American Society of Composers, Authors and Publishers

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The American Society of Composers, Authors and Publishers (commonly known as ASCAP) is an American not-for-profit performance-rights organization (PRO) that protects its members' musical copyrights by monitoring public performances of their music, whether via a broadcast or live performance, and compensating them accordingly.

ASCAP collects licensing fees from users of music created by ASCAP members, then distributes them back to its members as royalties. In effect, the arrangement is the product of a compromise: when a song is played, the user does not have to pay the copyright holder directly, nor does the music creator have to bill a radio station for use of a song.

In 2008, ASCAP collected over US$933 million in licensing fees and distributed $817 million in royalties to its members, with an 11.3 percent operating expense ratio.[1] In the United States, ASCAP competes with two other PROs — Broadcast Music Incorporated (BMI) and the Society of European Stage Authors and Composers (SESAC).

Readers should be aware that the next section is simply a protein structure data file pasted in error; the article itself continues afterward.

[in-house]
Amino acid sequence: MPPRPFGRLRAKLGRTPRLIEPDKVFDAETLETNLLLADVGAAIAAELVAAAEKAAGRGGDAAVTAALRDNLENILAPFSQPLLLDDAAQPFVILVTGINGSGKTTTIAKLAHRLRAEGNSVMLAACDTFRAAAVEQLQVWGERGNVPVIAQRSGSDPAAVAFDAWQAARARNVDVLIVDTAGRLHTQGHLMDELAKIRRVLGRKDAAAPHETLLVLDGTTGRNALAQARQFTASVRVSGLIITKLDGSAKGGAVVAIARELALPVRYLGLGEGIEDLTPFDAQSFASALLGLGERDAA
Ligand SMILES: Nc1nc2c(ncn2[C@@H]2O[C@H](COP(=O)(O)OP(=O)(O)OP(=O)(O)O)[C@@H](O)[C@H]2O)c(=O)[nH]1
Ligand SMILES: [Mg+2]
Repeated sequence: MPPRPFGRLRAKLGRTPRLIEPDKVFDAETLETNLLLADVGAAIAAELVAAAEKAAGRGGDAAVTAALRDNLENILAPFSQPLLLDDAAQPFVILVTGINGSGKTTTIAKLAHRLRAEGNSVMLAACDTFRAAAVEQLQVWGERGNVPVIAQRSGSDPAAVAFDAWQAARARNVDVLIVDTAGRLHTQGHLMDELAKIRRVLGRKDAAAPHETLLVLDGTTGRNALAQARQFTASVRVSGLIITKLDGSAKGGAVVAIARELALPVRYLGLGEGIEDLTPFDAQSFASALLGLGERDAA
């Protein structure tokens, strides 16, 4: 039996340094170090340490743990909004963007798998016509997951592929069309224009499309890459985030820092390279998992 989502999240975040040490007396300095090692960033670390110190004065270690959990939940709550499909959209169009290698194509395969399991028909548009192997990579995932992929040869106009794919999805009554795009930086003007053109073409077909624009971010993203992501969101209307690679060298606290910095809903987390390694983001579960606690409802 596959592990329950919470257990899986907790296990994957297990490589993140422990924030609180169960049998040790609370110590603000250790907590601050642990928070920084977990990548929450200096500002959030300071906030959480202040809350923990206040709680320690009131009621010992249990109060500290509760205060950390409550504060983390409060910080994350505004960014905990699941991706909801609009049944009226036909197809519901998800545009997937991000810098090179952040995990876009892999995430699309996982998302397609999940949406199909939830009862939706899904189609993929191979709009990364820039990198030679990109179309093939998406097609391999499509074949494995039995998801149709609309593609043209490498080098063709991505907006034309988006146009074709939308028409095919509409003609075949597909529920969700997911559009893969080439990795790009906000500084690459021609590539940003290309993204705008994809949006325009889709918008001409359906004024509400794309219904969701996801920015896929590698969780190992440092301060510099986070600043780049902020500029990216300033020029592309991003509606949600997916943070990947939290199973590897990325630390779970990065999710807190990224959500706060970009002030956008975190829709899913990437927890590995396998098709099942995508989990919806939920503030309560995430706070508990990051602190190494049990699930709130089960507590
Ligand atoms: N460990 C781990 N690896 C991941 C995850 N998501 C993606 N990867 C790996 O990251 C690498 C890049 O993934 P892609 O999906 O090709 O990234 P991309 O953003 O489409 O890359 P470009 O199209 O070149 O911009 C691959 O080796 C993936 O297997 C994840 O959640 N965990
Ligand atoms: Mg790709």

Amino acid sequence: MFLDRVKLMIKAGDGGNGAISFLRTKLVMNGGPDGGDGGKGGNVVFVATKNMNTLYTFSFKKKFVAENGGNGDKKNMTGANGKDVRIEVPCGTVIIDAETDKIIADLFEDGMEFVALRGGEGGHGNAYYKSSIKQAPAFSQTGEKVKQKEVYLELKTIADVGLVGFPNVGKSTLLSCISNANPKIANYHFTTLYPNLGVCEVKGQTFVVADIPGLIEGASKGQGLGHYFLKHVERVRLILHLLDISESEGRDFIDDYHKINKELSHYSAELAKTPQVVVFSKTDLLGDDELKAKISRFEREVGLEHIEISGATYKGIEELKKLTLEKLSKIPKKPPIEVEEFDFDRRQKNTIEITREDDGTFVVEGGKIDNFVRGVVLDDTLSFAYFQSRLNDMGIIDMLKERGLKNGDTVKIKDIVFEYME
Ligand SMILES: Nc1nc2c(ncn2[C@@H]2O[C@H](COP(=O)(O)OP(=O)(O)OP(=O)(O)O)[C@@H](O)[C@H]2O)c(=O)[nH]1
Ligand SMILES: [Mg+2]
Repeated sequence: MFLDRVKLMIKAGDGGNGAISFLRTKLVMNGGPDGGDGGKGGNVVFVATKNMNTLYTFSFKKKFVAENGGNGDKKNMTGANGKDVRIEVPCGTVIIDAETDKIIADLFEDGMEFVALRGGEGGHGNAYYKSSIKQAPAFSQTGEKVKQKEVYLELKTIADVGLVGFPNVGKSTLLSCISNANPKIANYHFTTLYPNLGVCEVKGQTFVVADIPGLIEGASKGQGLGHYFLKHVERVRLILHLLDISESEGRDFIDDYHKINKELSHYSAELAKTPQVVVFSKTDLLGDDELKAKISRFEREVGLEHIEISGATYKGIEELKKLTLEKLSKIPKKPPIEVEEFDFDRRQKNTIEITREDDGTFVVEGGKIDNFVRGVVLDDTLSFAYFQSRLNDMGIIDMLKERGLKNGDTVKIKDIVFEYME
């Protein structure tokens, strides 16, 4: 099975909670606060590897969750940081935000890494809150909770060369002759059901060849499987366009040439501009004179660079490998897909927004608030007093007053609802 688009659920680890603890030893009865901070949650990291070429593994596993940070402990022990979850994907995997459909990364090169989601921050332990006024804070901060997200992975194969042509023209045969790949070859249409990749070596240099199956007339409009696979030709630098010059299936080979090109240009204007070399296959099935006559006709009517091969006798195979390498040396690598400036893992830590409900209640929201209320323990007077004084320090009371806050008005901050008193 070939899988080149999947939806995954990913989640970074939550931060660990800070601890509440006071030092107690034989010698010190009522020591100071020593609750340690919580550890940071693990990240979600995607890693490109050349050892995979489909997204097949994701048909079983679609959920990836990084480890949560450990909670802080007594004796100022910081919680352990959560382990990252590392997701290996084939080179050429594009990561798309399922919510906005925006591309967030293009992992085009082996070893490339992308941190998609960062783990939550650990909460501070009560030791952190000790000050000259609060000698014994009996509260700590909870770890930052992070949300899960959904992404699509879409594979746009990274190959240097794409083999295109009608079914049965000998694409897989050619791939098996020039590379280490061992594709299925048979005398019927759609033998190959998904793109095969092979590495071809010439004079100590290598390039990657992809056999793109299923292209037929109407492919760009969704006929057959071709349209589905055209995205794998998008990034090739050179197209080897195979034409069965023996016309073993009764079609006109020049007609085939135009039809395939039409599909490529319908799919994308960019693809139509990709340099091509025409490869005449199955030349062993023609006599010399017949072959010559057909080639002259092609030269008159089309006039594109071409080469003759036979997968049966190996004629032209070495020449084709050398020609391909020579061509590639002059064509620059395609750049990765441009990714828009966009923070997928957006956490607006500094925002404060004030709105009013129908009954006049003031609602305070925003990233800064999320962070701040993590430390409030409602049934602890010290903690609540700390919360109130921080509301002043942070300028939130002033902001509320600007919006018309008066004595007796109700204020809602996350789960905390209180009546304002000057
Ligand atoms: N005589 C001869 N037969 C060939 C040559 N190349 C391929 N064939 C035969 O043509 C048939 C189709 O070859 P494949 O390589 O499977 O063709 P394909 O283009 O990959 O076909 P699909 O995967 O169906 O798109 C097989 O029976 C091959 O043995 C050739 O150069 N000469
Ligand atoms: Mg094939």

ASCAP was founded by composer Victor Herbert in New York City, New York, on February 13, 1914, to protect the copyrighted musical compositions of its members, who were mostly writers and publishers associated with New York City’s Tin Pan Alley. ASCAP’s earliest members included the era’s most active songwriters — Irving Berlin, Otto Harbach, James Weldon Johnson, Jerome Kern and John Philip Sousa. Subsequently, many other prominent songwriters became members. As of July 2009, ASCAP membership included over 360,000 songwriters, composers and music publishers.[2]

In 1919, ASCAP and the Performing Rights Society of Great Britain (since 1997 known as PRS for Music), signed the first reciprocal agreement for the representation of each other’s members’ works in their respective territories. Today, ASCAP has global reciprocal agreements and licenses the U.S. performances of hundreds of thousands of international music creators.

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